What does it mean when Facebook says it wants its own currency? We explore the power, the potential and the pitfalls of Libra. How does Facebook plan to make money out of making money? Can anyone stop it? And does this represent a fundamental shift in the model of surveillance capitalism? Plus we consider some of the rivals it faces: Bitcoin, WeChat and the good old dollar. Finally, this week we pay tribute to our dear friend and regular Talking Politics contributor Aaron Rapport (1980-2019) with some memories of his many appearances on the podcast.
What is Libra?
- A digital currency that Facebook unveiled in a White Paper last month
- It aims to be a global currency that will bring the unbanked into banking and make certain transactions, such as remittances, easier.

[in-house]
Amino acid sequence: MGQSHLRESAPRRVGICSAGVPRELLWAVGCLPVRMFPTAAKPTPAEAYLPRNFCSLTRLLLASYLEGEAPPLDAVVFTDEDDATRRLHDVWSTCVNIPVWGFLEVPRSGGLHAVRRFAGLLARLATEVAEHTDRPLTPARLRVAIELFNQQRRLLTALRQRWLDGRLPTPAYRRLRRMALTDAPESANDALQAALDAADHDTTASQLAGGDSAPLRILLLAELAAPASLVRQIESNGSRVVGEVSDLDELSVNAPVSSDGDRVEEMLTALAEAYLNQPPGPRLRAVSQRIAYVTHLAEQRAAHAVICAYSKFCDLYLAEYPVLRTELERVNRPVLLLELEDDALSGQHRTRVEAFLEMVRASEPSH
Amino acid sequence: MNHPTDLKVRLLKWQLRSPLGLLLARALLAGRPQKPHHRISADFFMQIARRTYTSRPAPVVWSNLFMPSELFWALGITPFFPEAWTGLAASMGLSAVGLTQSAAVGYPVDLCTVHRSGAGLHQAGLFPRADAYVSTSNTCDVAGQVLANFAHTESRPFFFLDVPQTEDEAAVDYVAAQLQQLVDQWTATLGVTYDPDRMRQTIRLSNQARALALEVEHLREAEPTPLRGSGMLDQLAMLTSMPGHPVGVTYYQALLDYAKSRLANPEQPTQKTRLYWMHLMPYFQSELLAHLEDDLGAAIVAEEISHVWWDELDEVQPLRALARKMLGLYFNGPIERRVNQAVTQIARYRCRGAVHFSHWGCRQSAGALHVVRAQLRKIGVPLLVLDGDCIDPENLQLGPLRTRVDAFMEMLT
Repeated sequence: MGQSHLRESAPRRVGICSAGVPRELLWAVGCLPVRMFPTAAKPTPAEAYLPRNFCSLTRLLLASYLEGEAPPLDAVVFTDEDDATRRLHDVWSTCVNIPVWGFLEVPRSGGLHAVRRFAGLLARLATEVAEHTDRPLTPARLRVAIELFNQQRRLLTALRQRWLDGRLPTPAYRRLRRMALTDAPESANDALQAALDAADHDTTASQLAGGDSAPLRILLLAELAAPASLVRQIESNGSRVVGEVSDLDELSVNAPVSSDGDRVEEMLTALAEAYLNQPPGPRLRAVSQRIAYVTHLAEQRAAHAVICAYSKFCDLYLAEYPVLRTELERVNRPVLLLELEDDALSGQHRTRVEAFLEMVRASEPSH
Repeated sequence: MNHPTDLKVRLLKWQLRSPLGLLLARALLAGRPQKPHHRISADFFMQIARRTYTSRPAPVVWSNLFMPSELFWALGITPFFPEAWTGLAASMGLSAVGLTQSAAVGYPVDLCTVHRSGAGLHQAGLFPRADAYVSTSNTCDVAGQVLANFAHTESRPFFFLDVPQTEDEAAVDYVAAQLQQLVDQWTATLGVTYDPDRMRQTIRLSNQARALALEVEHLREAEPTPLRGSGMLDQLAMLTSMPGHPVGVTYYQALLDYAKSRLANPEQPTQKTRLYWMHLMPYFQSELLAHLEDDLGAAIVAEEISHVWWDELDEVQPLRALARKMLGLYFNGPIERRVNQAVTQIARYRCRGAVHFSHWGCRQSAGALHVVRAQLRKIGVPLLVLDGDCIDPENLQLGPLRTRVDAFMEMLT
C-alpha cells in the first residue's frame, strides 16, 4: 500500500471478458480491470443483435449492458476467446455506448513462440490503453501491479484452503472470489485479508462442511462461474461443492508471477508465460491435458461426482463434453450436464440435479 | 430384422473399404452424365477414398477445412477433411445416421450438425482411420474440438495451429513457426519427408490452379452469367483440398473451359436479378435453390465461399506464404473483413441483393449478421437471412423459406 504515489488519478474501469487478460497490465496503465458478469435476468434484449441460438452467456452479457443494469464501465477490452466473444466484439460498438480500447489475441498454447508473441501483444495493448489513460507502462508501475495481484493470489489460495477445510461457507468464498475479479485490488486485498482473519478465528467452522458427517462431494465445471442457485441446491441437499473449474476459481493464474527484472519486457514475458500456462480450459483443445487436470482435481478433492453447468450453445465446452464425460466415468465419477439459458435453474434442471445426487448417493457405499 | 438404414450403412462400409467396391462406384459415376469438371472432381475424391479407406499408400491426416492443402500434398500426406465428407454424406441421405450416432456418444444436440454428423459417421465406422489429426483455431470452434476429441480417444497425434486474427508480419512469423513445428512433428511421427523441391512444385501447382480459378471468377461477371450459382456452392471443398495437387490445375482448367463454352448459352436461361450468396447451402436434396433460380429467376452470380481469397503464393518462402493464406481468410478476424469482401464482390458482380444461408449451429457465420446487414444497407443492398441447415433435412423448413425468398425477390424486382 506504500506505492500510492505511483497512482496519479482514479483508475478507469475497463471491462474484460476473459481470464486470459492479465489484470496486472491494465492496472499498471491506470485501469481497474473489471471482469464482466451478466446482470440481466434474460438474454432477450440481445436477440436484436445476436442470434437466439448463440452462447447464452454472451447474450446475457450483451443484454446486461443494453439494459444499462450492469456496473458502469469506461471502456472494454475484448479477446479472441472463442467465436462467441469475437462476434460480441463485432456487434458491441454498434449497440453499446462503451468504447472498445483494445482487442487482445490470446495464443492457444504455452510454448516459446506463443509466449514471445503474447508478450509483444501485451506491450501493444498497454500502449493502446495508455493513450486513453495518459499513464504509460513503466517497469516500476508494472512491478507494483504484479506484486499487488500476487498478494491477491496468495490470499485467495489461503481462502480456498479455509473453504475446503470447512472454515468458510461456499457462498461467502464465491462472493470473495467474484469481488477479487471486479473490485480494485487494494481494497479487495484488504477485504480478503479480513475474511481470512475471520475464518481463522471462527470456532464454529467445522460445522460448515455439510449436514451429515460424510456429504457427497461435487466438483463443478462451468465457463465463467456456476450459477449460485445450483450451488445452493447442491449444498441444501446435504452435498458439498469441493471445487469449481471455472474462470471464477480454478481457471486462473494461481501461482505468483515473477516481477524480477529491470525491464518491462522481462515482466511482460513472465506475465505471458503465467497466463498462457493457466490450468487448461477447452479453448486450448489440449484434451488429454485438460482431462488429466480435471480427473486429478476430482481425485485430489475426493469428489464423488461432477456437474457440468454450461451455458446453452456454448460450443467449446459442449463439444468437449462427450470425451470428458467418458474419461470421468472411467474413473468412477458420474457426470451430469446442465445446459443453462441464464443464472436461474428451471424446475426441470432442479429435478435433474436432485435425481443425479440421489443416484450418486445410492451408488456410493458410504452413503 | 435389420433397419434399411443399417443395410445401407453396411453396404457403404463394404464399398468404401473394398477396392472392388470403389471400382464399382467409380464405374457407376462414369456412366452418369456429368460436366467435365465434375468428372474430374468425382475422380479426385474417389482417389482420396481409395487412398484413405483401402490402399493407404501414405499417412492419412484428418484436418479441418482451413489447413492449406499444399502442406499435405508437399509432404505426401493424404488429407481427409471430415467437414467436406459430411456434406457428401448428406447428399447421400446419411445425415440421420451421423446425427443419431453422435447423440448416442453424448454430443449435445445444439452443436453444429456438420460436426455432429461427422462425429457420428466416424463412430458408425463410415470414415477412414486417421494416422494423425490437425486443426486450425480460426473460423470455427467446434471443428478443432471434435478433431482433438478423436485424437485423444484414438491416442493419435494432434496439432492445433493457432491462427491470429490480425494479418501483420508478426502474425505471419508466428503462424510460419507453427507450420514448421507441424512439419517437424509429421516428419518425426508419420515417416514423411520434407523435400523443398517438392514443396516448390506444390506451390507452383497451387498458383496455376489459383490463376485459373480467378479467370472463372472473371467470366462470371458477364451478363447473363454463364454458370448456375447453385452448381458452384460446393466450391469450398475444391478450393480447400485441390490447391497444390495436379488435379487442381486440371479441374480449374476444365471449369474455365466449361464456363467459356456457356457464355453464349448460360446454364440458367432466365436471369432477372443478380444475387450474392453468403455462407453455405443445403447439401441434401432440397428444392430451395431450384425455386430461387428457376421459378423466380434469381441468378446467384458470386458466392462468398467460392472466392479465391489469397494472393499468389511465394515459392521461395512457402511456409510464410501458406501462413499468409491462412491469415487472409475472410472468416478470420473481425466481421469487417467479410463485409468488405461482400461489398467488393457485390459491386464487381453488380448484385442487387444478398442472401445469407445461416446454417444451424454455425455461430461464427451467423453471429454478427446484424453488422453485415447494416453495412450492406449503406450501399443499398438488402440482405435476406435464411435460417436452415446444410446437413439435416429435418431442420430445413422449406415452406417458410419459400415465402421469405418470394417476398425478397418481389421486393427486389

- Libra itself would be managed by an association of members, including big finance companies, big tech companies, and NGOs. But Facebook would control Calibra, the wallet that would allow people to actually use the currency.
How is Libra different from Bitcoin and other cryptocurrencies?
- Unlike Bitcoin, Libra would be pegged to a basket of currencies. This would make it less volatile, but more centralized.
What would it mean if Facebook started issuing money?
- If Facebook were a state, it would have more subjects than any country on earth.
- Regulation remains a huge question.
- What will happen if Facebook has leverage over both social and economic capital?
If Libra isn’t stopped before it launches, it could quickly become indispensable.
- There are huge potential benefits, especially in terms of facilitating remittances and increasing the efficiency of payments.
- But there are also risks: this could allow Facebook to go even further in accumulating new kinds of data and monetizing human behaviour.
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And as ever, recommended reading curated by our friends at the LRB can be found here: lrb.co.uk/talking
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